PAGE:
It is very easy to take the criticism of others personally. Trust me: As a public person, I receive a lot of criticism, so I’m continually learning how to NOT take it personally. In today’s video, I share a few things that help me keep my distance from the opinions of others: *AWAP = As Well As Possible Now it’s your turn: How have you shrugged off rude comments from others? How do you stop yourself from taking things personally? Share your experience in the comments below. Want more #AWAPwednesday? Check out our #AWAPwednesday video playlist, which has more than 100 videos packed with practical advice, lots of humor, and bloopers. Lots of bloopers. Is there a question I can answer for YOU? Add it to the comments below, or shoot me an email. Until we meet again: Be AWAP! Smooches! (Loose) Transcript: No offense, but… (insert something offensive) Don’t take this personally, but… (insert something definitely personal) It’s not a big deal but… (insert something that’s a big deal) Step one of learning how to not take things personally: earplugs as soon as you hear those warning phrases! (off-screen: Alix: Don’t take this personally, but…)   Hi! I’m Jenni Grover Prokopy of ChronicBabe.com and today is AWAP Wednesday (that stands for As Well As Possible). Each week, I offer you my personal favorite tips and techniques to help you craft an incredible life beyond illness. Yes! I know you can. Subscribe to the ChronicBabe YouTube channel today to make sure you never miss another video, OK? It is very easy to take the criticism of others personally. Trust me: As a public person, I receive a lot of criticism, so I’m continually learning how to NOT take it personally. Here are a few things that help me keep my distance from the opinions of others: They’ve got baggage Every person who criticizes you has their own baggage, their own history, which impacts how they behave. It can be challenging, but maintaining some perspective on their background can help you shirk off their critique. For example: Let’s say one of your friends is really harshing on how you talk to your significant other. Yes, it stings! But: She’s going through a divorce, so she’s probably projecting her own frustrations or fears, unintentionally. So perhaps instead of letting her criticism stick with you, you can try to release it, knowing it’s not about you. It’s not about you Speaking of “it’s not about you,” we often interpret things other people say as being aimed at us, when in fact, it has nothing to do with us. For example: Let’s say you’re at the doctor’s office and the nurse puts you on the scale. “I see you’ve...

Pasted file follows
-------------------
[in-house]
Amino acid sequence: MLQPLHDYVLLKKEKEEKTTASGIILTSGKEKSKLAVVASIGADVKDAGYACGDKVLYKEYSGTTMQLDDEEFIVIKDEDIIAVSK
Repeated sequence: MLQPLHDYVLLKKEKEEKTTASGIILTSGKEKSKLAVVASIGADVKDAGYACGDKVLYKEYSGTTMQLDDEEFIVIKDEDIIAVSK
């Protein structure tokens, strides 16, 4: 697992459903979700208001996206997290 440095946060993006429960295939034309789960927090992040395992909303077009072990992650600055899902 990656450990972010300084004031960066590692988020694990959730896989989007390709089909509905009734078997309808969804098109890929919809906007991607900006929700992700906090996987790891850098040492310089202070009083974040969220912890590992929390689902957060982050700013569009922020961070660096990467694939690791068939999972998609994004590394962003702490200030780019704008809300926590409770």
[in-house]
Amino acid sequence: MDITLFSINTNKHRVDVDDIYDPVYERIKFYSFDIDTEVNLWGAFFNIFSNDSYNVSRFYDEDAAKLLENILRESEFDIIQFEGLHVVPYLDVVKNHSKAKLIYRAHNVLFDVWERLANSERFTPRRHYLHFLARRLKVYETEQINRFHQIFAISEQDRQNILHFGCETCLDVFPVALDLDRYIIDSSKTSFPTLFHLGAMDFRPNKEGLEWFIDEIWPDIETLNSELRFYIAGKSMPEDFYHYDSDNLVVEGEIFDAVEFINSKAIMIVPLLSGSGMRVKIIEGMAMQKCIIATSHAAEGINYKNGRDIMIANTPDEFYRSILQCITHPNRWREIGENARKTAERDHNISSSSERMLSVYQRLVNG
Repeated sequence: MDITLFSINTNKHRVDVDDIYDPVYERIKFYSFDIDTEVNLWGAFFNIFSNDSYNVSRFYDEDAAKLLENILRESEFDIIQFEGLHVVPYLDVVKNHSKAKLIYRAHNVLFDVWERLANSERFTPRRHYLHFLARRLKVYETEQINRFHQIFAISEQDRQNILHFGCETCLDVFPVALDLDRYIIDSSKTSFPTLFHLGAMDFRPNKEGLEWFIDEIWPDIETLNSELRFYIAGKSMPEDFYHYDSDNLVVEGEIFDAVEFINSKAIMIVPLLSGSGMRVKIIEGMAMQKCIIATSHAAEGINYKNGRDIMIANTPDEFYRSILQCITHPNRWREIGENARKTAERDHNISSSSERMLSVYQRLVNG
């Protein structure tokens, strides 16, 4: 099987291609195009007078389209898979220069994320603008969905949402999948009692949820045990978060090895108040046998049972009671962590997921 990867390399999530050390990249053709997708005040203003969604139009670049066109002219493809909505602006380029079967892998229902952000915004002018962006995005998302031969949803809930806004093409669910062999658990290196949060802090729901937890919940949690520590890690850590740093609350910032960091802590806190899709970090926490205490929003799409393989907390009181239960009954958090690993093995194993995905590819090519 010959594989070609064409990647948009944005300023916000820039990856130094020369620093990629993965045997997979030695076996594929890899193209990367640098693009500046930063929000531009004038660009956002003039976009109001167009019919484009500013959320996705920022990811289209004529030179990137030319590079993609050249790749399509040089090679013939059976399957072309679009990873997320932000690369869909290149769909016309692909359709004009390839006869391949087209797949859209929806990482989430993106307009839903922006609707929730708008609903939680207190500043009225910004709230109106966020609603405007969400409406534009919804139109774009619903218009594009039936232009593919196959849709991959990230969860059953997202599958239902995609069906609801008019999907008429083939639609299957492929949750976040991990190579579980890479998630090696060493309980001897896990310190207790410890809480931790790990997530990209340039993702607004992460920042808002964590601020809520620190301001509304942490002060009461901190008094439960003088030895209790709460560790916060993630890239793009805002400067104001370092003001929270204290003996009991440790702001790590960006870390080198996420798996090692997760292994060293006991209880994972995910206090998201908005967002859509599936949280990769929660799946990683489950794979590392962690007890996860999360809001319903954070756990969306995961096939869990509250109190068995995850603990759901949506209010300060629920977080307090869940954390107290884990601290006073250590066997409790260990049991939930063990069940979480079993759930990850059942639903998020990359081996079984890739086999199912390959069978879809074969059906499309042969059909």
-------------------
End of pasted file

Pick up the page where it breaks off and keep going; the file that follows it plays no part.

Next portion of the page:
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Info posted here should not be considered medical advice; it's not intended to replace consultation with physicians or other health care providers. 

Every Babe needs to find her own path for achieving optimal wellness. While we do tons to help guide you, it’s up to each of you to make well-informed choices and live with the consequences. ChronicBabe.com assumes no liability or responsibility for stuff that goes wrong.